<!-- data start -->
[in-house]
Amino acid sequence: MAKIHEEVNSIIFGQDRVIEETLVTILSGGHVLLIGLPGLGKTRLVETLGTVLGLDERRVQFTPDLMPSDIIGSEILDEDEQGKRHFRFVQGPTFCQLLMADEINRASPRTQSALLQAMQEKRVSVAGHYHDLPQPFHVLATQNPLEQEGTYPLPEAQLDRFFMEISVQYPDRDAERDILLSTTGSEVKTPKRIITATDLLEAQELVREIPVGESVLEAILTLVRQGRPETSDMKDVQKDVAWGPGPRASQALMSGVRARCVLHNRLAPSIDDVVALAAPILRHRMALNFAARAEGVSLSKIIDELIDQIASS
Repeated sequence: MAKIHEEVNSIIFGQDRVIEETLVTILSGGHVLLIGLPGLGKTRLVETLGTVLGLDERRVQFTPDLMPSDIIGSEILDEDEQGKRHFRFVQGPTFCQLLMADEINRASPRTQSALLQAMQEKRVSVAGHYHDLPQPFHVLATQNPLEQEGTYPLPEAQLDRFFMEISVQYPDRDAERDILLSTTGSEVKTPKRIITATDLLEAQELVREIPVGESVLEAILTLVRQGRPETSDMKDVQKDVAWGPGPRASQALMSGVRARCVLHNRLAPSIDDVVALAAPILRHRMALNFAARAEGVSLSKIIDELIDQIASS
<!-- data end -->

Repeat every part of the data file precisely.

[in-house]
Amino acid sequence: MAKIHEEVNSIIFGQDRVIEETLVTILSGGHVLLIGLPGLGKTRLVETLGTVLGLDERRVQFTPDLMPSDIIGSEILDEDEQGKRHFRFVQGPTFCQLLMADEINRASPRTQSALLQAMQEKRVSVAGHYHDLPQPFHVLATQNPLEQEGTYPLPEAQLDRFFMEISVQYPDRDAERDILLSTTGSEVKTPKRIITATDLLEAQELVREIPVGESVLEAILTLVRQGRPETSDMKDVQKDVAWGPGPRASQALMSGVRARCVLHNRLAPSIDDVVALAAPILRHRMALNFAARAEGVSLSKIIDELIDQIASS
Repeated sequence: MAKIHEEVNSIIFGQDRVIEETLVTILSGGHVLLIGLPGLGKTRLVETLGTVLGLDERRVQFTPDLMPSDIIGSEILDEDEQGKRHFRFVQGPTFCQLLMADEINRASPRTQSALLQAMQEKRVSVAGHYHDLPQPFHVLATQNPLEQEGTYPLPEAQLDRFFMEISVQYPDRDAERDILLSTTGSEVKTPKRIITATDLLEAQELVREIPVGESVLEAILTLVRQGRPETSDMKDVQKDVAWGPGPRASQALMSGVRARCVLHNRLAPSIDDVVALAAPILRHRMALNFAARAEGVSLSKIIDELIDQIASS